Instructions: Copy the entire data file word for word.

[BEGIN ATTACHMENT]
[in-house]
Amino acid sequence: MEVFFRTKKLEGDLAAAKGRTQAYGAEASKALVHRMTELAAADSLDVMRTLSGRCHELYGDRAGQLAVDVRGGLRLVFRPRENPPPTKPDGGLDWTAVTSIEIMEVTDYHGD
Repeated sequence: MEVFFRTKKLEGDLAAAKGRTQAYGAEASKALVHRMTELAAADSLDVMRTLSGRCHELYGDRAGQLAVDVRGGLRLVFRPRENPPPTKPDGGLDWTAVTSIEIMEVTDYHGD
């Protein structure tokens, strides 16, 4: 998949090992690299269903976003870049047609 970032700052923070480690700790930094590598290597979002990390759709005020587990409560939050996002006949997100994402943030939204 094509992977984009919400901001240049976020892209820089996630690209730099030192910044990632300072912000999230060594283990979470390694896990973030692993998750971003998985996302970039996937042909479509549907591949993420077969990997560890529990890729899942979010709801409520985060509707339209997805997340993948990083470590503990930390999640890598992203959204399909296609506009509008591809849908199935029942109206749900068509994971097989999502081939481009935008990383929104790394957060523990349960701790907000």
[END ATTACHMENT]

[in-house]
Amino acid sequence: MEVFFRTKKLEGDLAAAKGRTQAYGAEASKALVHRMTELAAADSLDVMRTLSGRCHELYGDRAGQLAVDVRGGLRLVFRPRENPPPTKPDGGLDWTAVTSIEIMEVTDYHGD
Repeated sequence: MEVFFRTKKLEGDLAAAKGRTQAYGAEASKALVHRMTELAAADSLDVMRTLSGRCHELYGDRAGQLAVDVRGGLRLVFRPRENPPPTKPDGGLDWTAVTSIEIMEVTDYHGD
């Protein structure tokens, strides 16, 4: 998949090992690299269903976003870049047609 970032700052923070480690700790930094590598290597979002990390759709005020587990409560939050996002006949997100994402943030939204 094509992977984009919400901001240049976020892209820089996630690209730099030192910044990632300072912000999230060594283990979470390694896990973030692993998750971003998985996302970039996937042909479509549907591949993420077969990997560890529990890729899942979010709801409520985060509707339209997805997340993948990083470590503990930390999640890598992203959204399909296609506009509008591809849908199935029942109206749900068509994971097989999502081939481009935008990383929104790394957060523990349960701790907000």